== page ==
Tuesday, September 1, 2009

I Shall Be Released

Senator Edward Moore “Ted” Kennedy—February 22nd 1932 ~ August 25th 2009

When the news slipped out two weeks ago that Senator Edward Kennedy was pressuring Massachusetts state officials to ramp up the speed of their succession plans for his eventual exit from the Senate, it didn't take a genius to surmise that things were probably not getting any better for him health-wise. In fact, when I heard the news, it was clear to me that it would probably be a matter of weeks when he would leave this mortal coil.

As it has tuned out, the remaining time was but days.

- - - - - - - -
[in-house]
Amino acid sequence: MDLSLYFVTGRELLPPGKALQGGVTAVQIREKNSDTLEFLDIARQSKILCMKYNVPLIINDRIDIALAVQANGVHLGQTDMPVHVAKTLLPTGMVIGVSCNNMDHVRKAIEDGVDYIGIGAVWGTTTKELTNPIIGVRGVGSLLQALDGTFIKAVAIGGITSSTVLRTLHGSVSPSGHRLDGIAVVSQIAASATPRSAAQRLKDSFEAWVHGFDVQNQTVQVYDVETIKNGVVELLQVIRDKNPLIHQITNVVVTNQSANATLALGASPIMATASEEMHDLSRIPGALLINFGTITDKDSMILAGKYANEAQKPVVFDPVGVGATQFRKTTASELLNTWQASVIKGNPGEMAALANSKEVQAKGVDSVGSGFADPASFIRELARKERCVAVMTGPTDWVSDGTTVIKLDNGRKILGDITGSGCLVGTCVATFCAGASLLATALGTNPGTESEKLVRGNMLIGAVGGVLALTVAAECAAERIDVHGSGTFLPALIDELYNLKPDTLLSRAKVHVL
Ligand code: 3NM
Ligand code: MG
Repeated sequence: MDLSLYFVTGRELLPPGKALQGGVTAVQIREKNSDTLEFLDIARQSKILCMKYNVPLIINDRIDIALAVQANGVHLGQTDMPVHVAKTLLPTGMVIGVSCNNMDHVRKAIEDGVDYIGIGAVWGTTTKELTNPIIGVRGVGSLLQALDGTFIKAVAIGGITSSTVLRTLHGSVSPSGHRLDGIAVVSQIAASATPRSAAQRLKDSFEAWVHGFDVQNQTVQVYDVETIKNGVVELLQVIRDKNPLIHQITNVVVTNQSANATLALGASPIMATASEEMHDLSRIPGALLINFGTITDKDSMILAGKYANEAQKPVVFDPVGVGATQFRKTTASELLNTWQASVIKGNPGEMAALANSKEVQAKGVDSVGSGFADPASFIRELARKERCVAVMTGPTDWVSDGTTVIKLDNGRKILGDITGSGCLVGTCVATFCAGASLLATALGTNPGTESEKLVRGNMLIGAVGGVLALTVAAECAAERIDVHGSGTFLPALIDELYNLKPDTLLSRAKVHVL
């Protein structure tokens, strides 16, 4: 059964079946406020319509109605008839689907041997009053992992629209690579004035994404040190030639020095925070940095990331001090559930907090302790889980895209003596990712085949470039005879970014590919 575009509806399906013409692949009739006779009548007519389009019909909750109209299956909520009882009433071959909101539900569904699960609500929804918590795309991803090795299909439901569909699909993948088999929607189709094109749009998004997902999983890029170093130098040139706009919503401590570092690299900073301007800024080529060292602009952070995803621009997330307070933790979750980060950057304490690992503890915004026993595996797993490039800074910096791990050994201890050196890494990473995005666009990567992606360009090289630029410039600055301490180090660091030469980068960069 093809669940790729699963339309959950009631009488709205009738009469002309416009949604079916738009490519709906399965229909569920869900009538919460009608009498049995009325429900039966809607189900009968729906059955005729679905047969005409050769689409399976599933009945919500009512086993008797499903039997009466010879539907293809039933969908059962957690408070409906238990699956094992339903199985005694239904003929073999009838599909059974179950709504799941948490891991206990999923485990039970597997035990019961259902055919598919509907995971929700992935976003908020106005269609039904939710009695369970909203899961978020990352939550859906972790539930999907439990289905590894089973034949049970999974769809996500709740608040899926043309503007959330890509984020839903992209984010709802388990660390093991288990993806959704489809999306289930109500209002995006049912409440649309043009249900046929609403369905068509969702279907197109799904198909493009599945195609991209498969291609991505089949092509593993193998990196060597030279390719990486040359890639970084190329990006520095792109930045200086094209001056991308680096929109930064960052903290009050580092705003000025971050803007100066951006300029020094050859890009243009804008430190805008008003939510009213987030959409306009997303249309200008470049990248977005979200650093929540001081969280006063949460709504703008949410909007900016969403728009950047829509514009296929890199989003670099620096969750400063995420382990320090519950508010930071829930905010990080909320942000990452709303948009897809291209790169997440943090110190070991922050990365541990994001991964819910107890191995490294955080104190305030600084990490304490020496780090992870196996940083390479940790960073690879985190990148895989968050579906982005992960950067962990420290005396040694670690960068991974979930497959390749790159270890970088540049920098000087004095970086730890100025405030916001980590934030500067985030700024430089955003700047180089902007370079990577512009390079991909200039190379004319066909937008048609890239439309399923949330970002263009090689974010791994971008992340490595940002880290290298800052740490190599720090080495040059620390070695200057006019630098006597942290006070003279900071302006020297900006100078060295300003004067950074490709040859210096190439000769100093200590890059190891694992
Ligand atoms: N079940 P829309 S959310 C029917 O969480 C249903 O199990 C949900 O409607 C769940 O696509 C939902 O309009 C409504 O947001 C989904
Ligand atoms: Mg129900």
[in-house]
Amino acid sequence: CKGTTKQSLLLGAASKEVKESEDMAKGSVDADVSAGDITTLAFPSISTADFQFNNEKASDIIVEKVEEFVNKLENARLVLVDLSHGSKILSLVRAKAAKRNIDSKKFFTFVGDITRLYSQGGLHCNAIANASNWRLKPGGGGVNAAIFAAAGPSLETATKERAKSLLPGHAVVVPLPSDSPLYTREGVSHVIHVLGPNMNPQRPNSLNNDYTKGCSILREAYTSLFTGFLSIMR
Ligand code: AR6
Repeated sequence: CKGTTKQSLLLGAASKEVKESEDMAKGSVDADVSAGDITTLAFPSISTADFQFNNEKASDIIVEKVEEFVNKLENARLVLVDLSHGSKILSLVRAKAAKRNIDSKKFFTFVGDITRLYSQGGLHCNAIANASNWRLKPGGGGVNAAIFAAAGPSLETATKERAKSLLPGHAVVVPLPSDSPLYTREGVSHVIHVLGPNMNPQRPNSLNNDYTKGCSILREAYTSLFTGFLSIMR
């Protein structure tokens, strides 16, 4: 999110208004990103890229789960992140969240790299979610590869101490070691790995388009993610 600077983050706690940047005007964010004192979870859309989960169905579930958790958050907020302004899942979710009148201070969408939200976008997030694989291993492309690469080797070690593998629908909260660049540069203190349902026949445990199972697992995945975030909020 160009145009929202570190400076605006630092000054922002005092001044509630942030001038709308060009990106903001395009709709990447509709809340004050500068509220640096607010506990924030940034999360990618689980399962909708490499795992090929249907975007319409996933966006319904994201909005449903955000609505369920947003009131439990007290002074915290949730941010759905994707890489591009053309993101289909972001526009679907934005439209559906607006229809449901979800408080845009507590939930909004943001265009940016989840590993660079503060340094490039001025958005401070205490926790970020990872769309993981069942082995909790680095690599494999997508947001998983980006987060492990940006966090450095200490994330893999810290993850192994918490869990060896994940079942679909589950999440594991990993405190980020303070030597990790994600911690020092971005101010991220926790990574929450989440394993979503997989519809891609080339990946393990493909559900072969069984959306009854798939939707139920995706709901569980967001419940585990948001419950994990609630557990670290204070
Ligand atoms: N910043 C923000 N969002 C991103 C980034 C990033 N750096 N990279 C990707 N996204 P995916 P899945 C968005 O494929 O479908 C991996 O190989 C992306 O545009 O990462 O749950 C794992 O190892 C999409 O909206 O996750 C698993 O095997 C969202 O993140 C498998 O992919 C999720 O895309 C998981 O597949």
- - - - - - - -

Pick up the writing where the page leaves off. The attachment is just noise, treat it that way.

There will be eulogies and essays, and yes, an awful lot of grave dancing on the part of the lunatic fringe that is screeching about everything and nothing at all these days. These are the expected things when a political / pop cultural / American near-royal giant like Ted Kennedy passes away. For those who loved him and those who reviled him, the thing that is undeniable is his impact on this country over the last forty-plus years. He was pretty much the last of a class (and quite possibly a family) of politicians who practiced what is called “Noblesse Oblige”—the idea that those “to the manor born” owe a special something to those who were not. In the society and business worlds, Noblesse Oblige played itself out through philanthropy. In the political world, it manifested itself in people like Ted Kennedy's expending herculean effort to initiate, support, and ram through legislation aimed at leveling the playing field in America so that those who were not of means or having access to the levers of power could live their lives with an extra modicum of comfort.